Lost in all the sturm und drang of the Boise St. Broncos decision this week to spurn the Big East was a scheduled meeting of the so-called "Catholic 7" schools on Friday.
The presidents from St. John's, DePaul, Providence, Marquette, Villanova, Seton Hall and Georgetown met in New York City Friday.
According to USA Today, the C-7 have retained a marketing firm and have begun ongoing discussions:
Big East commissioner Mike Aresco told USA TODAY Sports on Thursday that financial negotiations between the departing schools and the Big East have been cordial and ongoing.
Aresco also talked to the Hartford Current on Thursday.
The wide-ranging story covers all the bases of the Big East's current situation, including the recent departure of the Boise St. Broncos and the San Diego St. Aztecs, who are now in a sort of limbo.
Meanwhile, Aresco is negotiating a new television/media deal amid the chaos.
"It's been challenging, it's been difficult," Aresco said. "But there's now clarity. Boise was the biggest source of instability in the sense that people would ask us, 'Are they in, are they out?' Now with that clarified, we can move ahead."
Then there's the "San Diego State situation," as Aresco put it.
There is one bit of uncertainty: San Diego State, which was joining with Boise as a West Coast presence, is now geographically isolated. The school might wish to stay in the Mountain West Conference, but it's unknown if that conference will take the school.
Aresco said the San Diego State situation should be resolved by the end of the month. There is no immediate push to replace Boise with another school west of the Rocky Mountains, although that could change.
The conventional wisdom is that football is driving the conference realignment bus.
But the Catholic 7 move away from the Big East is about their basketball programs. The affect of the Boise State/SDSU/MWC dance this week on basketball/Olympic sports has largely been lost.
Jim Alexander of the Press-Enterprise out of Riverside, Calif. wrote a column titled "Big West will survive latest departures" that sums up the affects of all of this on the Big West Conference - tho this passage goes against the headline:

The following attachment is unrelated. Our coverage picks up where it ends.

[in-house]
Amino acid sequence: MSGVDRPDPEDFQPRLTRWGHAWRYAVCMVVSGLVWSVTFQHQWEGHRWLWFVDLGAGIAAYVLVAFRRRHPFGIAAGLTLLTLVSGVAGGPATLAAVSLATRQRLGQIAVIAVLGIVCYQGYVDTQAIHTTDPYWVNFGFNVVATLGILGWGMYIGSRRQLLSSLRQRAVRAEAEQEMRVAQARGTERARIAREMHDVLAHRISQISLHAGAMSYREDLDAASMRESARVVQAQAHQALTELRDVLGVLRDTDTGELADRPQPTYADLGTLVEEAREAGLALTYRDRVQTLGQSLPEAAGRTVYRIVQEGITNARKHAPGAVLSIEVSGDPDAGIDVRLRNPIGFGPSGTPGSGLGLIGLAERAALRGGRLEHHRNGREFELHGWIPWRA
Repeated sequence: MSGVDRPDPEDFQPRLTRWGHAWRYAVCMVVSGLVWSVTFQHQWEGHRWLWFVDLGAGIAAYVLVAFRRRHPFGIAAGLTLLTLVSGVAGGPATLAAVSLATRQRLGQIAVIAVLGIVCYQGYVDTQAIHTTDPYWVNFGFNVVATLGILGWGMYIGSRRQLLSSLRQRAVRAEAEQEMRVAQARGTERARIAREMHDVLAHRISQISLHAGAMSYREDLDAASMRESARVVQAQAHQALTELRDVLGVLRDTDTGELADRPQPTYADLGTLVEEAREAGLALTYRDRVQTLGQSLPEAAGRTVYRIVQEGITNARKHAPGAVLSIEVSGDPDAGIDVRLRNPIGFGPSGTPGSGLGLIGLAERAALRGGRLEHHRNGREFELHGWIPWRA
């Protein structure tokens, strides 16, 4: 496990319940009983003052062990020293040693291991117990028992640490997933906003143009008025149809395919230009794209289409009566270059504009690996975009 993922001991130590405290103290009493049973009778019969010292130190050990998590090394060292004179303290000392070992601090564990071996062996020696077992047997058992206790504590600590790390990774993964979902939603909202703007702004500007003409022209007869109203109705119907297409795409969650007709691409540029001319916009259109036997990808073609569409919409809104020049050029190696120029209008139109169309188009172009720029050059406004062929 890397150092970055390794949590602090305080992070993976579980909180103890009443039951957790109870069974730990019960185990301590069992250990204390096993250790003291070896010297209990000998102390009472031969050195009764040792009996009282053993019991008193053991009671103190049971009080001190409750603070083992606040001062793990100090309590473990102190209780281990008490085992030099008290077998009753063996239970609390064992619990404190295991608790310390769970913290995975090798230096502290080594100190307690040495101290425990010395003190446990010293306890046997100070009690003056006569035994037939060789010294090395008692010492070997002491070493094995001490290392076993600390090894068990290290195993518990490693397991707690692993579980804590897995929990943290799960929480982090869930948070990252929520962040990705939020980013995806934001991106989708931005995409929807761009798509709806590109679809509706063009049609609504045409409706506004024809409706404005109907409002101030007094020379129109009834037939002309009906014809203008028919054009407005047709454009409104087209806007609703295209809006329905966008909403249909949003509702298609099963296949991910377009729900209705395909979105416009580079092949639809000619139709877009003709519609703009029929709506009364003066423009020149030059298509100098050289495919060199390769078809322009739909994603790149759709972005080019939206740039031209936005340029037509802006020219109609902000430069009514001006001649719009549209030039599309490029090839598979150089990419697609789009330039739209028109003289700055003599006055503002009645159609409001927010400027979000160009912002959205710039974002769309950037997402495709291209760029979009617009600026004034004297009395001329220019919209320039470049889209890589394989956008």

Losing San Diego State, while maybe bringing sighs of relief from men’s basketball coaches fretting about having to deal with Steve Fisher’s Top 25 caliber program next year, is more of a blow. It would cost the Big West a share of the San Diego media market and the prestige of a program that has made a national impact. (Not to mention a shot at an annual second berth in the NCAA men’s basketball tournament field of 68.)
Big West Commissioner Dennis Farrell gives some clarity to the situation in his comments:
"It’s totally a football issue, and as long as we don’t have a football conference there’s not a whole lot we can do about it," commissioner Dennis Farrell (right) said in a phone conversation Wednesday. "...The worst case scenario is, if we lost them, we’d still be at nine schools. We’d still be a solid conference. Nothing would have changed from the last three years, other than the fact that we would have essentially traded the University of Hawaii for the University of the Pacific."
The column references the Big West's status as a "Bus league" (translation: Small time league) and money woes. Ultimately, it comes down to what conference's think is best for them.
But Farrell pointed to one thing he sees as an advantage over the new made-for-TV conferences.
"I like the core values that we have," he said. "Unlike some of those conferences that are spreading out geographically and creating strange bedfellows, we have a lot of commonality in our membership.
Strangely enough, the MWC also has some commonality - for now.
Stay tuned to MW Connection for on-going MWC realignment news...